Data breaches and vicarious liability – a warning to business

In WM Morrison Supermarkets Plc v Various Claimants [2018] EWCA Civ 2339, the Court of Appeal re-affirmed the principles of vicarious liability, making it clear that businesses should strongly consider using insurance to protect themselves from large data breaches by employees. This was an important judgment that affirmed that a change in the law was not appropriate.

The power of a disgruntled employee

In March 2014, Andrew Skelton posted the payroll information of 99,998 Morrison Supermarkets (“Morrisons”) employees on the internet. Mr Skelton was a disgruntled employee who was attempting to hurt Morrisons after he fell out with it during a disciplinary procedure. Mr Skelton was convicted of fraud by abuse of position, as well as various other offences and sentenced to eight years’ imprisonment. A group of over 5,000 Morrisons employees brought a claim against the supermarket for breach of confidence, misuse of private information and a statutory breach of the Data Protection Act 1998.

Liability: primary and vicarious

In the High Court, the judge found that Morrisons was not primarily liable for the data breach. The supermarket had procedures and policies in place and was not itself negligent. However, the judge found Morrisons vicariously liable for the actions of its employee. The judge also dismissed Morrison’s arguments that the Data Protection Act had excluded the possibility that it could be held to be vicariously liable. The judge did, however, consider it concerning that, by imposing liability, the courts were acting in a manner which aided Mr Skelton’s motives in damaging the company, and he granted permission to appeal to the Court of Appeal.

The Court of Appeal upheld the first instance of the judgment. Importantly, it declined to make an exception to the rule that the motive of the employee is not a relevant factor in deciding whether vicarious liability should be imposed.

Not negligent but still liable

There must be some sympathy for Morrisons; it was found not to be negligent, having put in place the necessary protections and compliance procedures, but still liable when a rogue employee released the highly confidential data of its staff. The consequences of this breach will be hugely costly, and the perpetrator of the crime has the pleasure of seeing Morrisons financially damaged.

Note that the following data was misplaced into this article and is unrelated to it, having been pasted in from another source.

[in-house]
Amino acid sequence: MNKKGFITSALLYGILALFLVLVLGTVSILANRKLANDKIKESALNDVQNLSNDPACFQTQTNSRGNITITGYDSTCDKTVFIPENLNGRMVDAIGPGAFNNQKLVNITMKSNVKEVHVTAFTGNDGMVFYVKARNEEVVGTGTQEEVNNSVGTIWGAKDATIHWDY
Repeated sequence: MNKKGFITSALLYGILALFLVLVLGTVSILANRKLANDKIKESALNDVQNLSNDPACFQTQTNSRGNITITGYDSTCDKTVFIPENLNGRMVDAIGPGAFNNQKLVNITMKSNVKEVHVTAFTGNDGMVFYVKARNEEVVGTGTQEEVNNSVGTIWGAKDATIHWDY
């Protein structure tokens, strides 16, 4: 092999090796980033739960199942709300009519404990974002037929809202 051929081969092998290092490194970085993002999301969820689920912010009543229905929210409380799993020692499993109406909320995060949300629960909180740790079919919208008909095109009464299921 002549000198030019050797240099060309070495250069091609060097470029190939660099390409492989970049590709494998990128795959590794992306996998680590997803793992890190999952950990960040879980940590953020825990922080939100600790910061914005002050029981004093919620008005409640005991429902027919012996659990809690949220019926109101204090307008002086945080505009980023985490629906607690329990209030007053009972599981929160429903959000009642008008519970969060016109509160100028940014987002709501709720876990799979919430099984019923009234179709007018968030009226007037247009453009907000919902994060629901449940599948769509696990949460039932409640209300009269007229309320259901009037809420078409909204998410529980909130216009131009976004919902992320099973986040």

On the other hand, it would be no remedy to the claimants to impose damages on Mr Skelton; he is almost certainly unable to pay the compensation they seek. It is a longstanding principle of law that an employer may be vicariously liable for deliberate wrongdoing by an employee. The question of whether there is such vicarious liability is highly fact-specific, but as this case demonstrates, ultimately the motive of the employee is not a relevant factor.  This will be the case even where the motive is to act unlawfully to damage the employer.

Insurance is vital

In the judgment the Court of Appeal also noted that – given that the amounts which may be payable in these types of cases may be ruinous to a company – it remains open to businesses to insure themselves against “such catastrophes”, including for losses caused by malicious employees. With so much important data held by a myriad of companies, data breaches are becoming more common. The right insurance may provide adequate protection, and is likely to become essential for all businesses, big and small.